Or shall we cultivate new relationships?  There is a Mr Rajah Banerjee waiting out there for you and me.  He reminds me of the rather private gentleman in the “Mr Ben” stories of my youth (by David McKee).  He owned a costume shop, and Mr Ben would access his own new adventures by changing his costume then walking through the door to a new world with new relationships.

Is it time to change costume?

Is it proactively time for adventure?

Thank You!

Rob and Michelle’s lives have changed, but they are also changing other people’s lives and destinations.  I’ve confirmed this with Rob.  They are good stories.

Let me close then with a really important thought.

When you change your direction and your destination, you change other people’s lives too.

Happiness for others may well be symbiotically linked to your own happiness.  When you find fresh purpose, you may well discover that you become more of a blessing to others too – just has Michelle and Rob are to so many.

A Means to An End

A means to an end, or making the means the end?

I’ve indulged in strange behaviours over the years.  For example, I’d often skip breakfast so that I could be at a meeting 100 miles away early instead of merely on time.  It was amazing how often so many other people would then turn up late (you know, the ones that lived around the corner!)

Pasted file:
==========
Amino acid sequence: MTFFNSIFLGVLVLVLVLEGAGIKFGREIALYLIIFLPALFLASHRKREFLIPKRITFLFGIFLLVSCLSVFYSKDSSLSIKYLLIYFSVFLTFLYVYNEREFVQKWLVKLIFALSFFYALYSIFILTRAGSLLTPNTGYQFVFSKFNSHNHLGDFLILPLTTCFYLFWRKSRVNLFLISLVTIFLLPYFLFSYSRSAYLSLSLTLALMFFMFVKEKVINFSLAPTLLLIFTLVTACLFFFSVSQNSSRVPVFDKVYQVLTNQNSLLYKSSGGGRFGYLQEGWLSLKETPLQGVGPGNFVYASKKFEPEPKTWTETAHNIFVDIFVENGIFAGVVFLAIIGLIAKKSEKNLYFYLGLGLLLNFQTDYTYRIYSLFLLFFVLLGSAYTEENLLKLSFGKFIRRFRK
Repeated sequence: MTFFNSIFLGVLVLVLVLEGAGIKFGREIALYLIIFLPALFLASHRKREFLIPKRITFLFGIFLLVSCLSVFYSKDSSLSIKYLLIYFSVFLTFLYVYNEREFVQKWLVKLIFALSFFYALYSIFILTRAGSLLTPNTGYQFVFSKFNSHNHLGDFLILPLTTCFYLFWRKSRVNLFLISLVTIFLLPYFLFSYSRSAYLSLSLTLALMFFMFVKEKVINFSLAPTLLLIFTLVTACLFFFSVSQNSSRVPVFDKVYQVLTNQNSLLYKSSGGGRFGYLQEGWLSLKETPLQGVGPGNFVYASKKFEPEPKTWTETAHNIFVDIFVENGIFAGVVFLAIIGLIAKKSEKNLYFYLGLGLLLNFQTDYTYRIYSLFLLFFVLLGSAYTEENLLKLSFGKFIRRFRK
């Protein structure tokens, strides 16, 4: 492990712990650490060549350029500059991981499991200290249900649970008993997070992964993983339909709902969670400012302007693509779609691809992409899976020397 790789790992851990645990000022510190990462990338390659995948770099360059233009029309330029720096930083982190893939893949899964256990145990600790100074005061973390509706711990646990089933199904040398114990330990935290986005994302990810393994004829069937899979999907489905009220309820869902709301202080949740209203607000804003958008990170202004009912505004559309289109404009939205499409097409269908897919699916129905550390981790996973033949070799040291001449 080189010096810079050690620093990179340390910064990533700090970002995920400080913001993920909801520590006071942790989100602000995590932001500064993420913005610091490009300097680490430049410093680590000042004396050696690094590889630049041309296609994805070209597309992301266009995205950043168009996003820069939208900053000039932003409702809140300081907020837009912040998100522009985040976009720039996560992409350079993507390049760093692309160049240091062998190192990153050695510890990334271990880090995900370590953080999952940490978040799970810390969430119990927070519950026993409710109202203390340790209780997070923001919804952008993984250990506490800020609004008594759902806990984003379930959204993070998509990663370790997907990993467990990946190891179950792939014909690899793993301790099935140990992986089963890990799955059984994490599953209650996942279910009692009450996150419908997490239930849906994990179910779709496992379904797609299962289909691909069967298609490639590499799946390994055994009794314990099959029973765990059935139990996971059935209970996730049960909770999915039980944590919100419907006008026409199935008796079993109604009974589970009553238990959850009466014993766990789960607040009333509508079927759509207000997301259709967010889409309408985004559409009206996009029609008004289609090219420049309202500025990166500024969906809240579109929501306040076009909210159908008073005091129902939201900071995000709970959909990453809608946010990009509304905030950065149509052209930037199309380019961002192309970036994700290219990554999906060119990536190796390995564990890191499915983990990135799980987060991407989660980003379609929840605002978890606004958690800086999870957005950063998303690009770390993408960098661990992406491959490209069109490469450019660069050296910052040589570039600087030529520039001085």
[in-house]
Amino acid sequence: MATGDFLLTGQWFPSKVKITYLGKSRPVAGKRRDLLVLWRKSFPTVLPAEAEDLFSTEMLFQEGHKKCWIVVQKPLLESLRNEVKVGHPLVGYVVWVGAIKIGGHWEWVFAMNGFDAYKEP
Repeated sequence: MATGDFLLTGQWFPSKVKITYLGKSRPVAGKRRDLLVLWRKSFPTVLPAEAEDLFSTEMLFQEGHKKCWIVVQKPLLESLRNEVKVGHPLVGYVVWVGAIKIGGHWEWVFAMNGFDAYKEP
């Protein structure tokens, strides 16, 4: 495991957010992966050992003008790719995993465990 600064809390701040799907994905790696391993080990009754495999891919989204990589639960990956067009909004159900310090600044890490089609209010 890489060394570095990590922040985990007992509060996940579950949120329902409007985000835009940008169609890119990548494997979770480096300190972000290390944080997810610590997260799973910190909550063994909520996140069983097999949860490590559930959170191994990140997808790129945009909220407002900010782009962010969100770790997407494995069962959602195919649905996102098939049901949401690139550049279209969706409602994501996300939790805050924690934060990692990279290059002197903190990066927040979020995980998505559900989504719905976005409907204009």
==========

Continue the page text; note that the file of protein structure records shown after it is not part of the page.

I conned myself that I was being ‘professional’, that sacrificing those precious moments needed for a breakfast, a good coffee, or even a shower was a “means to an end”.

Well, I mean to make an end of that!

This week, I’ve put breakfast higher on the agenda.  I’ve put taking photographs early in the morning higher on the agenda.  I’ve put ‘moments’ higher on the agenda.  And I’ve taken pleasure in ‘necessities’.

I am often childish (embarrassing at 53) but occasionally I stray into being ‘Child-like’.  When child-like I regain my sense of wonder.  In these moments I love the simplicity and luxury of the shower.  I say, “Hello!” to the daffodils who have remained steadfast through the storms.  I even greet my favourite trees.  I talk to my fish.  And I’m happier for it.

As I grow increasingly unattracted to the later part of my life (the end) I see a need to enjoy the means as the end.  The ritual of making a ‘posh’ coffee becomes an end in itself.  Buying unsliced bread so that I can cut it myself and enjoy the process – this becomes an end in itself.  Deliberately walking to the shop so that I can see how the Spring flowers are faring in neighbours’ gardens – an enjoyable end in itself.

I guess what I’m trying to say is that others have said more eloquently before: I need to enjoy the journey… step by step… moment by moment… simple wonder by enchanting wonder…